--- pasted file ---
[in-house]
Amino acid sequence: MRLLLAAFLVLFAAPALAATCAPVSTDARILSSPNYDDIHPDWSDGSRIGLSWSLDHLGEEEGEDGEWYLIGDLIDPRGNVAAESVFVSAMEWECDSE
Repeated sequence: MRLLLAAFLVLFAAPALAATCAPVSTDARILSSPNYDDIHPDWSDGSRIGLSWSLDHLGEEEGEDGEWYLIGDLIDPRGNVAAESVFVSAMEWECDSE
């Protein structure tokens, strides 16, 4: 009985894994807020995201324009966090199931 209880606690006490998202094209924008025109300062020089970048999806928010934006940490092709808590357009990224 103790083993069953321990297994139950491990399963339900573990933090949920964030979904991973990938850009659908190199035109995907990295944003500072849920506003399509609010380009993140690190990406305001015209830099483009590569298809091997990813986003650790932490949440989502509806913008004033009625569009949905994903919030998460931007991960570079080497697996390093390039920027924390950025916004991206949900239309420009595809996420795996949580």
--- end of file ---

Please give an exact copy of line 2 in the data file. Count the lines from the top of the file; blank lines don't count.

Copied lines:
Amino acid sequence: MRLLLAAFLVLFAAPALAATCAPVSTDARILSSPNYDDIHPDWSDGSRIGLSWSLDHLGEEEGEDGEWYLIGDLIDPRGNVAAESVFVSAMEWECDSE